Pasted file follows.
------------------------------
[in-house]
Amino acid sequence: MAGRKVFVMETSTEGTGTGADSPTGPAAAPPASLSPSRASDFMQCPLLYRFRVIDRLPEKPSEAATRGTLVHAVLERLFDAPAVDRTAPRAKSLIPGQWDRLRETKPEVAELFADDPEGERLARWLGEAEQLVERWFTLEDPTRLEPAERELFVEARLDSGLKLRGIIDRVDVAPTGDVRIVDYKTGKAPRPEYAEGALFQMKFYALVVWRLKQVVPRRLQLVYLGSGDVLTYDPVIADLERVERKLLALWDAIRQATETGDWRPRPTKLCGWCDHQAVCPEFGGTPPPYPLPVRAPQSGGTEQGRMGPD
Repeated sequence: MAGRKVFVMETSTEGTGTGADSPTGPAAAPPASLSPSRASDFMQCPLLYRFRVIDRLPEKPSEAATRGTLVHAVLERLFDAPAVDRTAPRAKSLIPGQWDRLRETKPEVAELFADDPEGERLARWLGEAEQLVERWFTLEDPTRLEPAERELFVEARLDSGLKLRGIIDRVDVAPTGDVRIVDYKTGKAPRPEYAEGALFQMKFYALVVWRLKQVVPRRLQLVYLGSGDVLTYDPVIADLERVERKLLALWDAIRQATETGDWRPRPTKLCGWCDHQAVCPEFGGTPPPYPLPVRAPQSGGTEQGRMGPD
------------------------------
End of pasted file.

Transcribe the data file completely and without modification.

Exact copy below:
[in-house]
Amino acid sequence: MAGRKVFVMETSTEGTGTGADSPTGPAAAPPASLSPSRASDFMQCPLLYRFRVIDRLPEKPSEAATRGTLVHAVLERLFDAPAVDRTAPRAKSLIPGQWDRLRETKPEVAELFADDPEGERLARWLGEAEQLVERWFTLEDPTRLEPAERELFVEARLDSGLKLRGIIDRVDVAPTGDVRIVDYKTGKAPRPEYAEGALFQMKFYALVVWRLKQVVPRRLQLVYLGSGDVLTYDPVIADLERVERKLLALWDAIRQATETGDWRPRPTKLCGWCDHQAVCPEFGGTPPPYPLPVRAPQSGGTEQGRMGPD
Repeated sequence: MAGRKVFVMETSTEGTGTGADSPTGPAAAPPASLSPSRASDFMQCPLLYRFRVIDRLPEKPSEAATRGTLVHAVLERLFDAPAVDRTAPRAKSLIPGQWDRLRETKPEVAELFADDPEGERLARWLGEAEQLVERWFTLEDPTRLEPAERELFVEARLDSGLKLRGIIDRVDVAPTGDVRIVDYKTGKAPRPEYAEGALFQMKFYALVVWRLKQVVPRRLQLVYLGSGDVLTYDPVIADLERVERKLLALWDAIRQATETGDWRPRPTKLCGWCDHQAVCPEFGGTPPPYPLPVRAPQSGGTEQGRMGPD